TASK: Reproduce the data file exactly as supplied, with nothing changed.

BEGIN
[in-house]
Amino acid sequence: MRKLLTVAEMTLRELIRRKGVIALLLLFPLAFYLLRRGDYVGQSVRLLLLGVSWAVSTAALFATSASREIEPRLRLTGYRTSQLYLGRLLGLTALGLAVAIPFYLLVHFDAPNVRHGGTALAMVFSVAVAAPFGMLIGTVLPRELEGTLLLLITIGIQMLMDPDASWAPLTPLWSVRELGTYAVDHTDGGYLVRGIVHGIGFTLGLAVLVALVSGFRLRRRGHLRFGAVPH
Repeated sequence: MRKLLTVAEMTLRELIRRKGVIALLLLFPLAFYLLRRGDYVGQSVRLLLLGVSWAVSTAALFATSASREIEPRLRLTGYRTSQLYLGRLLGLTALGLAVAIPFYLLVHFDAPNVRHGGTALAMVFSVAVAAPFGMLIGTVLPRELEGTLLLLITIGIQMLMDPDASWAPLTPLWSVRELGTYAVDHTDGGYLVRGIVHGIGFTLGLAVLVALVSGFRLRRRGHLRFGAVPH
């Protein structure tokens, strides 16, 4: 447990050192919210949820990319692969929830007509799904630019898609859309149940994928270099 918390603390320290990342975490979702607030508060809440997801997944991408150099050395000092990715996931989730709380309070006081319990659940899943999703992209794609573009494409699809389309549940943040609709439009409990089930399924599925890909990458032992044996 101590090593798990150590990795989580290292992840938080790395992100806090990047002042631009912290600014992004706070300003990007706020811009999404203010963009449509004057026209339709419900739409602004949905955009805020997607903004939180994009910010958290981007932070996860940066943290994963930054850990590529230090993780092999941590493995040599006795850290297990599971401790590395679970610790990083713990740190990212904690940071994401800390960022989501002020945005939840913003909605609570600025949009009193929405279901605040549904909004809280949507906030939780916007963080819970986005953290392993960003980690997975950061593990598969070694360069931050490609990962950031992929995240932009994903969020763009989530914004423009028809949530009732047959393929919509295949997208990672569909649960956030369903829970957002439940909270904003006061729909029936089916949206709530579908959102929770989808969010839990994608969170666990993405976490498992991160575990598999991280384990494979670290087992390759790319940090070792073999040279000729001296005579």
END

[in-house]
Amino acid sequence: MRKLLTVAEMTLRELIRRKGVIALLLLFPLAFYLLRRGDYVGQSVRLLLLGVSWAVSTAALFATSASREIEPRLRLTGYRTSQLYLGRLLGLTALGLAVAIPFYLLVHFDAPNVRHGGTALAMVFSVAVAAPFGMLIGTVLPRELEGTLLLLITIGIQMLMDPDASWAPLTPLWSVRELGTYAVDHTDGGYLVRGIVHGIGFTLGLAVLVALVSGFRLRRRGHLRFGAVPH
Repeated sequence: MRKLLTVAEMTLRELIRRKGVIALLLLFPLAFYLLRRGDYVGQSVRLLLLGVSWAVSTAALFATSASREIEPRLRLTGYRTSQLYLGRLLGLTALGLAVAIPFYLLVHFDAPNVRHGGTALAMVFSVAVAAPFGMLIGTVLPRELEGTLLLLITIGIQMLMDPDASWAPLTPLWSVRELGTYAVDHTDGGYLVRGIVHGIGFTLGLAVLVALVSGFRLRRRGHLRFGAVPH
């Protein structure tokens, strides 16, 4: 447990050192919210949820990319692969929830007509799904630019898609859309149940994928270099 918390603390320290990342975490979702607030508060809440997801997944991408150099050395000092990715996931989730709380309070006081319990659940899943999703992209794609573009494409699809389309549940943040609709439009409990089930399924599925890909990458032992044996 101590090593798990150590990795989580290292992840938080790395992100806090990047002042631009912290600014992004706070300003990007706020811009999404203010963009449509004057026209339709419900739409602004949905955009805020997607903004939180994009910010958290981007932070996860940066943290994963930054850990590529230090993780092999941590493995040599006795850290297990599971401790590395679970610790990083713990740190990212904690940071994401800390960022989501002020945005939840913003909605609570600025949009009193929405279901605040549904909004809280949507906030939780916007963080819970986005953290392993960003980690997975950061593990598969070694360069931050490609990962950031992929995240932009994903969020763009989530914004423009028809949530009732047959393929919509295949997208990672569909649960956030369903829970957002439940909270904003006061729909029936089916949206709530579908959102929770989808969010839990994608969170666990993405976490498992991160575990598999991280384990494979670290087992390759790319940090070792073999040279000729001296005579």